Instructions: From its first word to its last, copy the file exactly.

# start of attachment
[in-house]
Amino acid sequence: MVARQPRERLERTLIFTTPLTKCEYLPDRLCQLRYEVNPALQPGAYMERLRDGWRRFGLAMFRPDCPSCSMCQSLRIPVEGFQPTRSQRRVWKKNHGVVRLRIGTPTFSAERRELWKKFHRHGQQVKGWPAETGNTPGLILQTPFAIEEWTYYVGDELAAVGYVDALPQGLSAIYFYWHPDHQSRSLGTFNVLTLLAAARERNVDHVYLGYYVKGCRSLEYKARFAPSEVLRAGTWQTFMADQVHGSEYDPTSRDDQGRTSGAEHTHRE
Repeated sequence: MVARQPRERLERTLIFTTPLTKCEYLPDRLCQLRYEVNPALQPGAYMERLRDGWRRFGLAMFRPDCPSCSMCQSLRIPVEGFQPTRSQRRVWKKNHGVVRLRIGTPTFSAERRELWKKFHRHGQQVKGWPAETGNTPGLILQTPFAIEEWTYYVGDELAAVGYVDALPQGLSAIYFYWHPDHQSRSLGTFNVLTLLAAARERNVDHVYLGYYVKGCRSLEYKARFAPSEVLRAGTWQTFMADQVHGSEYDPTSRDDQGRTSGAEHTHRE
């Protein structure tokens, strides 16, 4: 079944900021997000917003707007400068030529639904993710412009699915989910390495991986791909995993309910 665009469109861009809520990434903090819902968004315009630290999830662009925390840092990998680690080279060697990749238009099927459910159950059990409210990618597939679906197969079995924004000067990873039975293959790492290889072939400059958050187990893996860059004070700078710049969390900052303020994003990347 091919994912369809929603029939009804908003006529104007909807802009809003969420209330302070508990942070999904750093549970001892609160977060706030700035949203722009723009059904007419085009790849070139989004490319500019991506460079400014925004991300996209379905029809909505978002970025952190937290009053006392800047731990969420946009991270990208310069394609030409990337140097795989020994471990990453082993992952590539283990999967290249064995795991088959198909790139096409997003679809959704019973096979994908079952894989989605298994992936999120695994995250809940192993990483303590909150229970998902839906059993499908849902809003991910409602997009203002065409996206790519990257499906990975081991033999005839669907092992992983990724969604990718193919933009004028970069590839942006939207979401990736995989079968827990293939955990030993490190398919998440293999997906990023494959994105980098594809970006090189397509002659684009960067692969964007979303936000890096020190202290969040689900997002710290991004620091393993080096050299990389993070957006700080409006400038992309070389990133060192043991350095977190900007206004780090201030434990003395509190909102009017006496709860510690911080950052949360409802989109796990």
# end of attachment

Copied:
[in-house]
Amino acid sequence: MVARQPRERLERTLIFTTPLTKCEYLPDRLCQLRYEVNPALQPGAYMERLRDGWRRFGLAMFRPDCPSCSMCQSLRIPVEGFQPTRSQRRVWKKNHGVVRLRIGTPTFSAERRELWKKFHRHGQQVKGWPAETGNTPGLILQTPFAIEEWTYYVGDELAAVGYVDALPQGLSAIYFYWHPDHQSRSLGTFNVLTLLAAARERNVDHVYLGYYVKGCRSLEYKARFAPSEVLRAGTWQTFMADQVHGSEYDPTSRDDQGRTSGAEHTHRE
Repeated sequence: MVARQPRERLERTLIFTTPLTKCEYLPDRLCQLRYEVNPALQPGAYMERLRDGWRRFGLAMFRPDCPSCSMCQSLRIPVEGFQPTRSQRRVWKKNHGVVRLRIGTPTFSAERRELWKKFHRHGQQVKGWPAETGNTPGLILQTPFAIEEWTYYVGDELAAVGYVDALPQGLSAIYFYWHPDHQSRSLGTFNVLTLLAAARERNVDHVYLGYYVKGCRSLEYKARFAPSEVLRAGTWQTFMADQVHGSEYDPTSRDDQGRTSGAEHTHRE
């Protein structure tokens, strides 16, 4: 079944900021997000917003707007400068030529639904993710412009699915989910390495991986791909995993309910 665009469109861009809520990434903090819902968004315009630290999830662009925390840092990998680690080279060697990749238009099927459910159950059990409210990618597939679906197969079995924004000067990873039975293959790492290889072939400059958050187990893996860059004070700078710049969390900052303020994003990347 091919994912369809929603029939009804908003006529104007909807802009809003969420209330302070508990942070999904750093549970001892609160977060706030700035949203722009723009059904007419085009790849070139989004490319500019991506460079400014925004991300996209379905029809909505978002970025952190937290009053006392800047731990969420946009991270990208310069394609030409990337140097795989020994471990990453082993992952590539283990999967290249064995795991088959198909790139096409997003679809959704019973096979994908079952894989989605298994992936999120695994995250809940192993990483303590909150229970998902839906059993499908849902809003991910409602997009203002065409996206790519990257499906990975081991033999005839669907092992992983990724969604990718193919933009004028970069590839942006939207979401990736995989079968827990293939955990030993490190398919998440293999997906990023494959994105980098594809970006090189397509002659684009960067692969964007979303936000890096020190202290969040689900997002710290991004620091393993080096050299990389993070957006700080409006400038992309070389990133060192043991350095977190900007206004780090201030434990003395509190909102009017006496709860510690911080950052949360409802989109796990």